Weeknotes: Page caching and custom templates for Datasette Cloud
7th January 2024
My main development focus this week has been adding public page caching to Datasette Cloud, and exploring what custom template support might look like for that service.
Datasette Cloud primarily provides private “spaces” for teams to collaborate on data. A team can invite additional members, upload CSV files, use the API to ingest data, run enrichments, share private comments and browse and query the data together.
The overall goal is to help teams find stories in their data.
Originally I planned Datasette Cloud as an exclusively private collaboration space, but with hindsight this was a mistake. Datasette has been a tool for publishing data right from the start, and Datasette Cloud users quickly started asking for ways to share their data with the world.
I started with a plugin for this, datasette-public, allowing tables to be selectively made visible to unauthenticated users.
This raised a couple of challenges though. First, I worry about sudden spikes of traffic. Each Datasette Cloud user gets their own dedicated Fly container to ensure performance issues are isolated and don’t affect other users, but I still don’t like the idea of a big public traffic spike taking down a user’s site.
This week I’ve been exploring a way to address both of these issues.
Full page caching for unauthorized users
I’ve used this trick multiple times through my career—at Lanyrd, at Eventbrite and even for my own personal blog. If a user is signed out, serve them pages through a simple full-page cache—something like Varnish. Set a short TTL on that cache—maybe as short as 15s—such that cached content doesn’t have time to go stale.
Good caches include support for dog-pile prevention, also known as request coalescing. If 10 requests come in for the same page at exactly the same moment, the cache bundles them together and makes just a single request to the backend, then serves the result to all 10 waiting clients.
How to implement this for Datasette Cloud? My current plan is to use a separate domain—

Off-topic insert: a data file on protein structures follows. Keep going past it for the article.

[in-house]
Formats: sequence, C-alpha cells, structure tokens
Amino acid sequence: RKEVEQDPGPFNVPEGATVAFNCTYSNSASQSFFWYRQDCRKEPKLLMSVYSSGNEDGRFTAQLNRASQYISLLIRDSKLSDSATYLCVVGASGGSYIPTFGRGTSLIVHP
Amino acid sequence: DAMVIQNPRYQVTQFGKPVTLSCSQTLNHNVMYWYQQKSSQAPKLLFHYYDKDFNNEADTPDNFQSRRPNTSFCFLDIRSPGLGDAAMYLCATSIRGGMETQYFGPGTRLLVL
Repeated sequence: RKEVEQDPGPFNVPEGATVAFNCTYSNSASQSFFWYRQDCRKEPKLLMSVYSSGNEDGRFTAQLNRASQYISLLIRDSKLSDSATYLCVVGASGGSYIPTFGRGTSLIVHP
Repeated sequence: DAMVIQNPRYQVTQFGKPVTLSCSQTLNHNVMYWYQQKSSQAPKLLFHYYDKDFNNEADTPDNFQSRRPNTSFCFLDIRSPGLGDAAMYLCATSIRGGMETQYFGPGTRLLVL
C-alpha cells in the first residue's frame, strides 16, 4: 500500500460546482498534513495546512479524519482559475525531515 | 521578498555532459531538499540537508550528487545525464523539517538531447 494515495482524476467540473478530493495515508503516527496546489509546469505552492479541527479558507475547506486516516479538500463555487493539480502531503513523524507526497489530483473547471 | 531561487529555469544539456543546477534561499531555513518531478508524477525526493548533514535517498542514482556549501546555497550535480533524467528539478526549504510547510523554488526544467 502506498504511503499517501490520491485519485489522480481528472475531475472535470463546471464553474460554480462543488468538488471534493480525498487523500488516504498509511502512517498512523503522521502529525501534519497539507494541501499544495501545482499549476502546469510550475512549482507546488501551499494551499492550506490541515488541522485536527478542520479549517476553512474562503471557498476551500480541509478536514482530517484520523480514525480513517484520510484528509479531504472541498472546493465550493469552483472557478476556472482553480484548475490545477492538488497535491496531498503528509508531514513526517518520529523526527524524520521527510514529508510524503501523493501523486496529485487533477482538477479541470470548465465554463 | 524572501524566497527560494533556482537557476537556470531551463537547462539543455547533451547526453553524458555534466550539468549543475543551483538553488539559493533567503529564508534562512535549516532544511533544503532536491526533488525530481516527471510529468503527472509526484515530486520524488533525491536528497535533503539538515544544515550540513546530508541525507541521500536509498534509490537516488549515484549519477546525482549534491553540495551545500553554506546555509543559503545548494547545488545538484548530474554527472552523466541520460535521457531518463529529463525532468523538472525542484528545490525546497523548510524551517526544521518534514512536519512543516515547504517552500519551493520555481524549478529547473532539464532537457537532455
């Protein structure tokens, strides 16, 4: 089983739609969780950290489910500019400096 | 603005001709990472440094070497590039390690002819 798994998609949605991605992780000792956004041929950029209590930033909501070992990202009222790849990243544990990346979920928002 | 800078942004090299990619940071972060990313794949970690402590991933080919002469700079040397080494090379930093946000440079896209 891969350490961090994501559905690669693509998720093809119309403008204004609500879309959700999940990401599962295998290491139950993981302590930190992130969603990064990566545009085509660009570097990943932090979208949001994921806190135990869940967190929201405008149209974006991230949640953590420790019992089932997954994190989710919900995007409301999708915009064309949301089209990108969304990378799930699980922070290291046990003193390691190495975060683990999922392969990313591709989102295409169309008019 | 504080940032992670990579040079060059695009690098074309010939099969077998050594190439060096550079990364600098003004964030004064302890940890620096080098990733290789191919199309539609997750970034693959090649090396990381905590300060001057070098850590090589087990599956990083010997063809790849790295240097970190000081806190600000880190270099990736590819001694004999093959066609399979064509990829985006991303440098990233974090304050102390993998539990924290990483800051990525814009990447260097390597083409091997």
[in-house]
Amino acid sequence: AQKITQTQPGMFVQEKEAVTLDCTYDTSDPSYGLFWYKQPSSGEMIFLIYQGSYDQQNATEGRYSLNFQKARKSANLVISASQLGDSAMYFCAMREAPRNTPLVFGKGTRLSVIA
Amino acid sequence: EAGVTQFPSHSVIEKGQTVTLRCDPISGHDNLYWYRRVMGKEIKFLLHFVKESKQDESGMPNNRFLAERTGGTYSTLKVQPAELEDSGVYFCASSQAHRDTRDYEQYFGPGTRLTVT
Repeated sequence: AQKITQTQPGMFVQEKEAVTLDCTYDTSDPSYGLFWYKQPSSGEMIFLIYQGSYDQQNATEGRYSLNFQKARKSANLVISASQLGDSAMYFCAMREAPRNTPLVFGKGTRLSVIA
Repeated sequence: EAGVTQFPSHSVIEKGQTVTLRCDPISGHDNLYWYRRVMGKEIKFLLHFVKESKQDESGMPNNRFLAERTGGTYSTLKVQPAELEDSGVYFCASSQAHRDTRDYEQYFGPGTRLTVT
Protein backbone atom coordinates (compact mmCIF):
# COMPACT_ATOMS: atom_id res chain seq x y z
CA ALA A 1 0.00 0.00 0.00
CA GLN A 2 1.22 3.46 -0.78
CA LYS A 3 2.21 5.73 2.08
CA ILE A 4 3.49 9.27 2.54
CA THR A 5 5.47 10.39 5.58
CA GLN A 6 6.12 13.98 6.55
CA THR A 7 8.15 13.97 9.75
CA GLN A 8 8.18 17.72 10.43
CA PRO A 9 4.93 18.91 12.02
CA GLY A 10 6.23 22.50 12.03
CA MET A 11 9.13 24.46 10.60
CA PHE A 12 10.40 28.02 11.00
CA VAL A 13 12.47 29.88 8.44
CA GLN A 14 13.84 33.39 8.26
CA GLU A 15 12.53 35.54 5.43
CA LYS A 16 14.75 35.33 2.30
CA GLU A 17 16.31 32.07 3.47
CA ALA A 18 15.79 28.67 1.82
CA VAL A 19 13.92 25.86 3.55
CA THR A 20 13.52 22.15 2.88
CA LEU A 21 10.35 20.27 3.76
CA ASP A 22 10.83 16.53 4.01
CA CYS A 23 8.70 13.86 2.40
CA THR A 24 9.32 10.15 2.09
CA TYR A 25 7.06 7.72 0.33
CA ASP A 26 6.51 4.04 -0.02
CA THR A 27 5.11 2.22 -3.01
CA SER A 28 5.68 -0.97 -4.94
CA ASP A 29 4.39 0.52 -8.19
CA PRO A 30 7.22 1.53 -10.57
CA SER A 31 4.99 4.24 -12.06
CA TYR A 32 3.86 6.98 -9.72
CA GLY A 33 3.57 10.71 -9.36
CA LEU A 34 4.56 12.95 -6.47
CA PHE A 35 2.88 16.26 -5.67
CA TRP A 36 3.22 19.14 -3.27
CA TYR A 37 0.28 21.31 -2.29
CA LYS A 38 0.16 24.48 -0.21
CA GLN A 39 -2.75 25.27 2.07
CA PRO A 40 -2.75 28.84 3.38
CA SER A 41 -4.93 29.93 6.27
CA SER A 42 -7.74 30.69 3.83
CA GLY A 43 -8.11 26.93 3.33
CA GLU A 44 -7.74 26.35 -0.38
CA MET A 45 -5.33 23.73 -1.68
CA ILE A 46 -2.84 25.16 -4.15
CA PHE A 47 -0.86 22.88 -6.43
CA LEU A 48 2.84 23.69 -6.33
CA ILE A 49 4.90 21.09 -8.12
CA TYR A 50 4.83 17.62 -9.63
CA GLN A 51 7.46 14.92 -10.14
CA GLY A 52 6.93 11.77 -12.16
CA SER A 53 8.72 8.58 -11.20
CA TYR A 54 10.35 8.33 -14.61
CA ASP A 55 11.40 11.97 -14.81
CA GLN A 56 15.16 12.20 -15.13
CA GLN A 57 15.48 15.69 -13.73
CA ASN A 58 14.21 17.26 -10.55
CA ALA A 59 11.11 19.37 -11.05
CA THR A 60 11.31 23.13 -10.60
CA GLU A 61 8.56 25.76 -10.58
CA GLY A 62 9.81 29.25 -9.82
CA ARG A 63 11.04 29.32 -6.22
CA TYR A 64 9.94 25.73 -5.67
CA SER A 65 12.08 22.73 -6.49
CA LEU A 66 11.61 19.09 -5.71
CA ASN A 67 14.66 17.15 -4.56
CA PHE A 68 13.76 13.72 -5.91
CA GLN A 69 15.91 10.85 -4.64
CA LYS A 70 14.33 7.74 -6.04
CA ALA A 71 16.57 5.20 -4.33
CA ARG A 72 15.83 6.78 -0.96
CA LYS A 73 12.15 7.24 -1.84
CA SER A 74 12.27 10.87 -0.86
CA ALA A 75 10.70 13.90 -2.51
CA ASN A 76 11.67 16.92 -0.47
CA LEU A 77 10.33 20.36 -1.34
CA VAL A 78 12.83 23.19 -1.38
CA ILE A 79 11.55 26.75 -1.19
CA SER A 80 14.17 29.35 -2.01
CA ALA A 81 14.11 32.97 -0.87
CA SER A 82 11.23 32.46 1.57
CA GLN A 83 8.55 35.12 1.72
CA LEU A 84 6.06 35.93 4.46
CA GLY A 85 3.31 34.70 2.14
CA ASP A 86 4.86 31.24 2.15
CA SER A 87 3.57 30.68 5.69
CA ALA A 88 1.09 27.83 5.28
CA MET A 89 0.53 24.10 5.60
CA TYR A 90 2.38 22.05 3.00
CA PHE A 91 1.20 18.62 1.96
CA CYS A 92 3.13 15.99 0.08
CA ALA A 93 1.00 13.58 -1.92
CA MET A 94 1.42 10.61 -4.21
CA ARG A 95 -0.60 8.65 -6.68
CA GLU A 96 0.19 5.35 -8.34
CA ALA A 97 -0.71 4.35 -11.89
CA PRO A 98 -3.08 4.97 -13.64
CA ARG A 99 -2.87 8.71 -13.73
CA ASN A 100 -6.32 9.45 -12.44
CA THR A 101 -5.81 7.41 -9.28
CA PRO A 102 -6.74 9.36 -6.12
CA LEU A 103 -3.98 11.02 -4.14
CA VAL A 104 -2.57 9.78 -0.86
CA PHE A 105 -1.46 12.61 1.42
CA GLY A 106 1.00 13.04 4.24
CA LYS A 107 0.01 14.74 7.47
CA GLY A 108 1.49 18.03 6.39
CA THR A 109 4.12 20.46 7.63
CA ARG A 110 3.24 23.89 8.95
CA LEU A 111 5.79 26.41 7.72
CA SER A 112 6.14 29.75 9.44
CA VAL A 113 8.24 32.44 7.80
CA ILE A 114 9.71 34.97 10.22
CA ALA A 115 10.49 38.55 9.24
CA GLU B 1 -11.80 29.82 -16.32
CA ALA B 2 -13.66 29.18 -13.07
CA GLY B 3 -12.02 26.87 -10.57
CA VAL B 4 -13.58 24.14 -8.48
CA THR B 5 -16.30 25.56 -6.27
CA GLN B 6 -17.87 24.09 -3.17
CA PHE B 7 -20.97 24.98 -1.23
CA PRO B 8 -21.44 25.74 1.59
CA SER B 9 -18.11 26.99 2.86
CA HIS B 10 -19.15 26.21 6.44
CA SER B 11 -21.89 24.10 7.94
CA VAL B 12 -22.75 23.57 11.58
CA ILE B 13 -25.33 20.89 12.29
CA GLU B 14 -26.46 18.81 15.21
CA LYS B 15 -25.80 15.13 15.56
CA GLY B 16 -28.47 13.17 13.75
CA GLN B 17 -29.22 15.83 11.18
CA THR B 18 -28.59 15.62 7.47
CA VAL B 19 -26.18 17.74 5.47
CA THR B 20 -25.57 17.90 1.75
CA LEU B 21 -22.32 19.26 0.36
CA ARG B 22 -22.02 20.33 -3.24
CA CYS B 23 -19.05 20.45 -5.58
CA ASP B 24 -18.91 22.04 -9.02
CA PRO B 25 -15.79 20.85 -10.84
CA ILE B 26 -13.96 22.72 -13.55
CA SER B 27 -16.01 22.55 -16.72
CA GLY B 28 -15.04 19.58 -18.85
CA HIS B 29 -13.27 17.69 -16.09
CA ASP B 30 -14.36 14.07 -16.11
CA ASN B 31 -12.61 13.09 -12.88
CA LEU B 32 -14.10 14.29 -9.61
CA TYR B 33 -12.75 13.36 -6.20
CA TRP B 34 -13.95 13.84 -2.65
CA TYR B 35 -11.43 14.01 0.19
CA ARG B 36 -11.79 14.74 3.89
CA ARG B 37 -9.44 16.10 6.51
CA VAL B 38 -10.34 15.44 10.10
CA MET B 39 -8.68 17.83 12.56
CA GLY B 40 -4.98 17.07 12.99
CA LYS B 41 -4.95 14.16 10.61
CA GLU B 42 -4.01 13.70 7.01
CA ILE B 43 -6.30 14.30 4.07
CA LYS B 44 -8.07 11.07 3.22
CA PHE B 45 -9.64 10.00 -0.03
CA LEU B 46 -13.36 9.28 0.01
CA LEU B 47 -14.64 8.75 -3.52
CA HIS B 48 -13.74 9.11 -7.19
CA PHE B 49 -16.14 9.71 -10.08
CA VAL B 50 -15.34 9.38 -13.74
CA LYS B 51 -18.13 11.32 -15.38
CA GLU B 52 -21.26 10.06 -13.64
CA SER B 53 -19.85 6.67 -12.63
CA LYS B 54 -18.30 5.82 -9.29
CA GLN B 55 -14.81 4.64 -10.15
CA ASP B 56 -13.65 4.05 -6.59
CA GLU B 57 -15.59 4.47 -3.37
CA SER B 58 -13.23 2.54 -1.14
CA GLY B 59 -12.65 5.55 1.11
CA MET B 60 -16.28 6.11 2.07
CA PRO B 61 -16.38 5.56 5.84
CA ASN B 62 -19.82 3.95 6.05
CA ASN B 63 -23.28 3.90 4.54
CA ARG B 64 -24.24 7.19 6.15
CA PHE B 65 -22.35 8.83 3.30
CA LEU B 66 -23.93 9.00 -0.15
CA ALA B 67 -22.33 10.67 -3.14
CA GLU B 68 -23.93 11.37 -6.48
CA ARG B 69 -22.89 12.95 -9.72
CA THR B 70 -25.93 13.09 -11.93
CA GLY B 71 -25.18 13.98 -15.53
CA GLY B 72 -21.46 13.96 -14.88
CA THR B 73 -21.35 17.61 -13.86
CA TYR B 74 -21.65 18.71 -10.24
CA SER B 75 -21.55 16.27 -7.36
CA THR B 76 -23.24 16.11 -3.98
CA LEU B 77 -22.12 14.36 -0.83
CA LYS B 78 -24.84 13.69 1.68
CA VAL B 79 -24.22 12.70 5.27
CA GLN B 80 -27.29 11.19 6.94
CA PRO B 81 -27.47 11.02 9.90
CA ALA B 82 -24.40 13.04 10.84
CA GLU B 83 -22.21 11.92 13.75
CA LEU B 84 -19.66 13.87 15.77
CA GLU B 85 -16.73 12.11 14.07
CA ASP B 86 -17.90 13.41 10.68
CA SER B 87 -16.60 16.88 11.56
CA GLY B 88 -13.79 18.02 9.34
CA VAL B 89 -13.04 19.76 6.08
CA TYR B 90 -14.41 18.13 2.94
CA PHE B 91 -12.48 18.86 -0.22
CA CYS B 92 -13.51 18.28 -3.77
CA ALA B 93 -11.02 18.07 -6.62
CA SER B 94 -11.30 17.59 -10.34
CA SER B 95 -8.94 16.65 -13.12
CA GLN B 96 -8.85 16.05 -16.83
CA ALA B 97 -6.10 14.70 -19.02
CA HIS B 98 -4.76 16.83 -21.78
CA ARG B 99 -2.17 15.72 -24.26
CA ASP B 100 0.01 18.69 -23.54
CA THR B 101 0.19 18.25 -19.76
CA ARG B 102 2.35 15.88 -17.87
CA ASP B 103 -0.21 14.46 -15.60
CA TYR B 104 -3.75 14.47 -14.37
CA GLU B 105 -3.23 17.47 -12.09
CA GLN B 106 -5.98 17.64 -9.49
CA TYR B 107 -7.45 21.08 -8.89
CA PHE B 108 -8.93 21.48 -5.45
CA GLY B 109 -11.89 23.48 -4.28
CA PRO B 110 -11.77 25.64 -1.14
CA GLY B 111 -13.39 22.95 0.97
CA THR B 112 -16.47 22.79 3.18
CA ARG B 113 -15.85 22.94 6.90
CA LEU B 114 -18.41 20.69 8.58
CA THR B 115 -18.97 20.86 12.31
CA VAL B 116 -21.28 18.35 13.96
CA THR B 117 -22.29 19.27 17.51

.datasette.site—for the publicly visible pages of each site. So
simon.datasette.cloud (my personal Datasette Cloud space) would have
simon.datasette.site as its public domain.
I got this working as a proof-of-concept this week. I actually got it working twice: I figured out how to run a dedicated Varnish instance on Fly, and then I realized that Cloudflare also now offer wildcard DNS support so I tried that out too.
I have both mechanisms up and running at the moment, on two separate domains. I’ll likely go with the Cloudflare option to reduce the number of moving parts I’m responsible for myself, but having both means I can compare them to see which one is likely to work best.
Custom templates based on host
The other reason I decided to explore
*.datasette.site was the security issue I mentioned earlier.
My current plan is to have
*.datasette.site work as an entirely cookie-free domain. Any functionality that requires authentication will be handled by the privileged
*.datasette.cloud domain instead.
This means I can allow users to provide their own custom templates for their public Datasette instance, without worrying that any mistakes in those templates could lead to a security breach elsewhere within the service.
There was just one catch: this meant I needed Datasette to be able to use different templates depending on host that the content was being served on.
After wasting a bunch of time trying to get this to work through monkey-patching, I realized the solution was to add a new plugin hook. jinja2_environment_from_request(datasette, request, env) is now implemented on
main and should be out in a new alpha release pretty soon. The documentation for that hook includes an example that hints at how I’m using it for Datasette Cloud.
Fun further applications of this pattern
I’m wary of adding features to Datasette that only serve Datasette Cloud. In this case, I realized that the new plugin hook opens up some interesting possibilities for other users of Datasette.
Currently, those sites are hosted separately—which means I’m paying to run Datasette multiple times.
With the ability to serve different templates based on host, I’ve realized I could instead serve a single Datasette instance for multiple sites, each with their own custom templates.
Taking advantage of CNAMEs—or even wildcard DNS—means I could run a whole family of weird personal projects on a single instance without any incremental cost for each new project!
Upgrade Datasette instance configuration to handle new features
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